The Role of Diet & Nutrition in Managing your Hashimoto’s Symptoms

There is no one-size-fits all diet approach for Hashimoto’s—some patients feel great just going gluten free, others do well without gluten and dairy, and others do better on an autoimmune or Paleo style diet. The best way to find out what diet is best for you is to do a thorough elimination diet to find out if any food allergies or sensitivities are contributing to symptoms. That being said, the best place for anyone who is newly diagnosed to start is with a gluten-free approach. Anyone with autoimmune disease should avoid gluten for life, and this is a necessary first step.

Elimination Diet

While gluten-free helps a lot of those with Hashimoto’s feel better, some people have sensitivities to other foods—most commonly soy and dairy, but frequently sensitivities to eggs, nightshade vegetables, nuts, seeds, and other grains are found. The best way to determine food allergies and sensitivities is by doing a thorough elimination diet (otherwise known as the autoimmune protocol), where all potentially problematic foods are removed for a period of at least 30 days, and then reintroduced one at a time to assess tolerance.

Food Allergy Testing

There are food allergy tests that your doctor can perform, but they are notoriously inaccurate and expensive. A thorough elimination diet (removing foods from the diet for a period of time and then adding them back in) is still the gold standard for food allergy testing.

The Importance of a Nutrient-Dense Diet

In addition to finding out which foods a person may be sensitive to, focusing on whole, nutrient-dense foods will give their body the best chance to heal. Here are some nutrients those with Hashimoto’s may need more of:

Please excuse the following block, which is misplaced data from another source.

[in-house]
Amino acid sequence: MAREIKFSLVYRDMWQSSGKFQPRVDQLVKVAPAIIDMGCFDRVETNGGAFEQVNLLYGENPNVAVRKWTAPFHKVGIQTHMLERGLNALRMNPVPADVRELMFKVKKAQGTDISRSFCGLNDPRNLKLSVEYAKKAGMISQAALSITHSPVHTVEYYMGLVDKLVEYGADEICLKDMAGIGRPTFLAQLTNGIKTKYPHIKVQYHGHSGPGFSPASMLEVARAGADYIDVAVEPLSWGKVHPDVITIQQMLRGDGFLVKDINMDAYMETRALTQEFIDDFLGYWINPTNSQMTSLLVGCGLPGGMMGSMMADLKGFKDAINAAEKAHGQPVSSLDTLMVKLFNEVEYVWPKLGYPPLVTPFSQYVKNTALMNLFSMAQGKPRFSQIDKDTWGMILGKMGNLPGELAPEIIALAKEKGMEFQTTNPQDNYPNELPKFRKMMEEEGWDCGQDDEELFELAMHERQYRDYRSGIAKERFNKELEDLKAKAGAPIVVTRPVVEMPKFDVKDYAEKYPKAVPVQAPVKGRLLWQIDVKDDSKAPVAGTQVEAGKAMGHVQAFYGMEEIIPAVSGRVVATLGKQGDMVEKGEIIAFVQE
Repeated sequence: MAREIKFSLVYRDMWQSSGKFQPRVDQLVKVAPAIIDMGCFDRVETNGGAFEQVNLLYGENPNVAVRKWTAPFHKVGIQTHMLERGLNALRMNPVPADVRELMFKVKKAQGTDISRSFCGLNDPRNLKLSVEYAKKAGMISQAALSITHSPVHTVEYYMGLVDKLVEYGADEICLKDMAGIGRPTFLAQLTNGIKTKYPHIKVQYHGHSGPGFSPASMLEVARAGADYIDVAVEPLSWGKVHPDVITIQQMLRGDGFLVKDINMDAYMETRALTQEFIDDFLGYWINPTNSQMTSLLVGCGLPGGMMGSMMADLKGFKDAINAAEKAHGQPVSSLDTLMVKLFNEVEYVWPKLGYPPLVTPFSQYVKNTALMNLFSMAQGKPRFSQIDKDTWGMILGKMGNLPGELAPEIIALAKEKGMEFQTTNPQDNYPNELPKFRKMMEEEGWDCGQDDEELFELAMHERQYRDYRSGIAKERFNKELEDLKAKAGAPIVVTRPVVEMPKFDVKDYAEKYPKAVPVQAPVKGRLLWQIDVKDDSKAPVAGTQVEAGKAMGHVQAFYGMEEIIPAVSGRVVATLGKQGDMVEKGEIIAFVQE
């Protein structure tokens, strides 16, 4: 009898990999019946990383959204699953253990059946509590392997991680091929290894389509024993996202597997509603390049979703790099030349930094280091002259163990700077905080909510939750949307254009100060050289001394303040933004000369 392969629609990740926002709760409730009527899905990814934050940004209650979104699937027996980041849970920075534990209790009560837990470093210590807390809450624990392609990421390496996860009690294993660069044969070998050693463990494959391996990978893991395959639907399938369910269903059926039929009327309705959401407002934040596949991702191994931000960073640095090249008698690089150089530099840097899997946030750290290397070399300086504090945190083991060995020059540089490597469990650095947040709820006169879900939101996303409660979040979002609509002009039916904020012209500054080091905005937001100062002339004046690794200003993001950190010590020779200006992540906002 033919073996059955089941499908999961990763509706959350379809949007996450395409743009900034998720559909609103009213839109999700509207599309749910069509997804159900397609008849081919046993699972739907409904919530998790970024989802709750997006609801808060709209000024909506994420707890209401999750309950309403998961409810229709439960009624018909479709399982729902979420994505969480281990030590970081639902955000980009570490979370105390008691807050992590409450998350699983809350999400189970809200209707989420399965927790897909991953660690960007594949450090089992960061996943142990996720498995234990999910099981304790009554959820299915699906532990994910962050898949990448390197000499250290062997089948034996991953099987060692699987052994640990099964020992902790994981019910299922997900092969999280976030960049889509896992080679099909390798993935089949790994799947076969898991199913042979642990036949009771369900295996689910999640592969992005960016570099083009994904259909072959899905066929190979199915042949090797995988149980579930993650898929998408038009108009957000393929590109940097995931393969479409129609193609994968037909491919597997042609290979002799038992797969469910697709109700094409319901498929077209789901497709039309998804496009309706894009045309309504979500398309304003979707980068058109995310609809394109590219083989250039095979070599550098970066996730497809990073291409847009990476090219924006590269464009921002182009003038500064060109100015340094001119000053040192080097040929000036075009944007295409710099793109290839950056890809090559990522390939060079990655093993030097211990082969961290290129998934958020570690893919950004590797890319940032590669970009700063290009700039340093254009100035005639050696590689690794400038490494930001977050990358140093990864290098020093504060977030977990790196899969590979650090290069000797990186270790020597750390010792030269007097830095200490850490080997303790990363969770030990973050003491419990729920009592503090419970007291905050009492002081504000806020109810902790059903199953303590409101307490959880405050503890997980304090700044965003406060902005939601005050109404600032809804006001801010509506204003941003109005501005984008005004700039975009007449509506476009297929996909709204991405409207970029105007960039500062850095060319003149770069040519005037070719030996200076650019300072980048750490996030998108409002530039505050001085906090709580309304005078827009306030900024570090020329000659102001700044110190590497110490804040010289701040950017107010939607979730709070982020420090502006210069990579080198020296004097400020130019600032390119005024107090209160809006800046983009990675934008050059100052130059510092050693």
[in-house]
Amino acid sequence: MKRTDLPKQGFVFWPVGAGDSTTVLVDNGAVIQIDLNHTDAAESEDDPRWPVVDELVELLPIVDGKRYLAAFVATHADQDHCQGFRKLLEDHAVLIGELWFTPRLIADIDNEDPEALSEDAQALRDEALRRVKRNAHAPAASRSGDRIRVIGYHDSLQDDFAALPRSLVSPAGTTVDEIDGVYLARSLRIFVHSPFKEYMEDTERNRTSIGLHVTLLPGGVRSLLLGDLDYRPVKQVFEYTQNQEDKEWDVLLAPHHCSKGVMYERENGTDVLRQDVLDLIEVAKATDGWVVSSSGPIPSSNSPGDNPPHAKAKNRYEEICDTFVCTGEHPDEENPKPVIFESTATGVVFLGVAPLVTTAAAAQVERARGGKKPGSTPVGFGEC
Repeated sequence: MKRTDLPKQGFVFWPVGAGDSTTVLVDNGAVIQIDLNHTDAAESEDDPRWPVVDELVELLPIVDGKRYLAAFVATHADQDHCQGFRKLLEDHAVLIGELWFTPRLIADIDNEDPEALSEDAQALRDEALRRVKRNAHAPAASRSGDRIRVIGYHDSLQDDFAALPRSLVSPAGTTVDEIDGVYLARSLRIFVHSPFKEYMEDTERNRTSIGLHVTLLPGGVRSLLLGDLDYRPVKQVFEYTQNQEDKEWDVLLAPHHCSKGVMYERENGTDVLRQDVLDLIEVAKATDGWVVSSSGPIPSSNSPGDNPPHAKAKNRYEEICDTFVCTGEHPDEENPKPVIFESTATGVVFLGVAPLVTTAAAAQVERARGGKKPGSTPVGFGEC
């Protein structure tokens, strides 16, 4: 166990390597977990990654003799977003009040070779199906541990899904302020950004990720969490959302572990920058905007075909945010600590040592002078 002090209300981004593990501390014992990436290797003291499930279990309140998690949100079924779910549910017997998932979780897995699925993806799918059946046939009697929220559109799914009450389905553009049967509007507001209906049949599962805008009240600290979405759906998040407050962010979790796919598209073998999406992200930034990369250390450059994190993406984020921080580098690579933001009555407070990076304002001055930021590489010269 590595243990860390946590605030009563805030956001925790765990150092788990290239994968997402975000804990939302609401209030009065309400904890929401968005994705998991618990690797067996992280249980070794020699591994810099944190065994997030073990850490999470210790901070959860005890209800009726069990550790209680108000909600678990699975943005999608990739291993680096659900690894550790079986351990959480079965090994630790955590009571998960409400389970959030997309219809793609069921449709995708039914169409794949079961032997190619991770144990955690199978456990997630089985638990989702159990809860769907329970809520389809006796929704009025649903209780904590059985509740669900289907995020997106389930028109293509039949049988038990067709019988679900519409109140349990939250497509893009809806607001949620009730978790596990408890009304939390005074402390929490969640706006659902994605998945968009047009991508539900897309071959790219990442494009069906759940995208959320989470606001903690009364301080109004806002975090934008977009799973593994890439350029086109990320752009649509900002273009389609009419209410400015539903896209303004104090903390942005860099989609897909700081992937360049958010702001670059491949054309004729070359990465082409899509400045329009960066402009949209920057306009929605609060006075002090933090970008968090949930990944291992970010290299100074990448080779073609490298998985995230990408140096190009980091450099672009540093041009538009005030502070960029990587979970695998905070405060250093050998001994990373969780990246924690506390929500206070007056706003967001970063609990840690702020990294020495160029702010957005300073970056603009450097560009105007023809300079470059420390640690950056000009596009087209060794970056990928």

• Iodine—while supplemental or excess iodine may be problematic, iodine is still
  • Vitamin D—while it is found in small amounts in meats and mushrooms, vitamin D is produced by our skin when we exercise smart sun exposure.
  • Vitamin A—found in organ meats, seafood, meats, and its precursor beta-carotene is found in colorful fruits and vegetables.
  • Selenium—necessary for the conversion of thyroid hormones in the liver, this mineral is found in high amounts in seafood and brazil nuts.
  • Omega-3 Fats—necessary for managing inflammation, this essential fat can be found in fish, shellfish, and grass-fed animal meats.
  • Zinc—necessary for the conversion of thyroid hormones in the liver, this mineral is abundant in shellfish, meats, and pumpkin seeds.

Supporting Gut Flora with Probiotics

Research has shown that all autoimmune diseases are positively impacted by the beneficial flora found in our digestive tracts. We can support these bacteria by taking probiotics, as well as eating probiotic foods—those that have been fermented, like sauerkraut, kombucha, kefir, kvass, etc.

Gluten Sensitivity

Gluten-Free Diet plus Foods to Avoid

Common Foods that Contain Gluten:

  • Bread—sandwich bread, French bread, bagels, baguette, flatbread, pita bread, naan, brioche, white bread, ciabatta, matzo, pancake, pizza crust, tortillas, croissants, cornbread, bread crumbs, hamburger and hotdog buns, waffles, crepes, croutons
  • Baked Goods—muffins, cakes, cookies, pies, cobbler, brownies, scones, biscuitss and mushrooms, vitamin D is produced by our skin when we exercise smart sun exposure.